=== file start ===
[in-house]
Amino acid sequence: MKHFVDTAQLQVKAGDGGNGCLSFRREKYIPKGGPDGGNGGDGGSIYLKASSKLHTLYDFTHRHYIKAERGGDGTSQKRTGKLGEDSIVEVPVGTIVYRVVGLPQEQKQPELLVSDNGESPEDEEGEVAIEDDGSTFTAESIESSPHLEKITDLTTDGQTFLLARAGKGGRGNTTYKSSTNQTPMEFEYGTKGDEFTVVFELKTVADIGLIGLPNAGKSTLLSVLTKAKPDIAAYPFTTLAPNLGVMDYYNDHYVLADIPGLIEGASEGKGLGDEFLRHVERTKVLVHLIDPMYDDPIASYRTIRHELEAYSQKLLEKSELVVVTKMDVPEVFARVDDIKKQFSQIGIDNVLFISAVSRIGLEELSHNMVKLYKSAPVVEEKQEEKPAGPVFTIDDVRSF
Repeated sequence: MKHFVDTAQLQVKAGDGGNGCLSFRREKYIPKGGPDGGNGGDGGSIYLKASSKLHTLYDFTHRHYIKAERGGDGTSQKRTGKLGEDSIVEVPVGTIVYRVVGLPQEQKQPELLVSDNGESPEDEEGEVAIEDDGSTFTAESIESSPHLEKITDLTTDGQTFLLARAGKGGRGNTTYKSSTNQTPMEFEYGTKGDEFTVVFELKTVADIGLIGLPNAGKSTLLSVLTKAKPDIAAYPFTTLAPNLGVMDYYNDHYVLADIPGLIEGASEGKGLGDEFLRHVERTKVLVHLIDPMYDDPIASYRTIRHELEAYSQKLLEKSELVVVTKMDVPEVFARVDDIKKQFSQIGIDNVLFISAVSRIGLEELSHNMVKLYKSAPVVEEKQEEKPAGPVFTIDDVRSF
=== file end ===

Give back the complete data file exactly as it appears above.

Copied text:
[in-house]
Amino acid sequence: MKHFVDTAQLQVKAGDGGNGCLSFRREKYIPKGGPDGGNGGDGGSIYLKASSKLHTLYDFTHRHYIKAERGGDGTSQKRTGKLGEDSIVEVPVGTIVYRVVGLPQEQKQPELLVSDNGESPEDEEGEVAIEDDGSTFTAESIESSPHLEKITDLTTDGQTFLLARAGKGGRGNTTYKSSTNQTPMEFEYGTKGDEFTVVFELKTVADIGLIGLPNAGKSTLLSVLTKAKPDIAAYPFTTLAPNLGVMDYYNDHYVLADIPGLIEGASEGKGLGDEFLRHVERTKVLVHLIDPMYDDPIASYRTIRHELEAYSQKLLEKSELVVVTKMDVPEVFARVDDIKKQFSQIGIDNVLFISAVSRIGLEELSHNMVKLYKSAPVVEEKQEEKPAGPVFTIDDVRSF
Repeated sequence: MKHFVDTAQLQVKAGDGGNGCLSFRREKYIPKGGPDGGNGGDGGSIYLKASSKLHTLYDFTHRHYIKAERGGDGTSQKRTGKLGEDSIVEVPVGTIVYRVVGLPQEQKQPELLVSDNGESPEDEEGEVAIEDDGSTFTAESIESSPHLEKITDLTTDGQTFLLARAGKGGRGNTTYKSSTNQTPMEFEYGTKGDEFTVVFELKTVADIGLIGLPNAGKSTLLSVLTKAKPDIAAYPFTTLAPNLGVMDYYNDHYVLADIPGLIEGASEGKGLGDEFLRHVERTKVLVHLIDPMYDDPIASYRTIRHELEAYSQKLLEKSELVVVTKMDVPEVFARVDDIKKQFSQIGIDNVLFISAVSRIGLEELSHNMVKLYKSAPVVEEKQEEKPAGPVFTIDDVRSF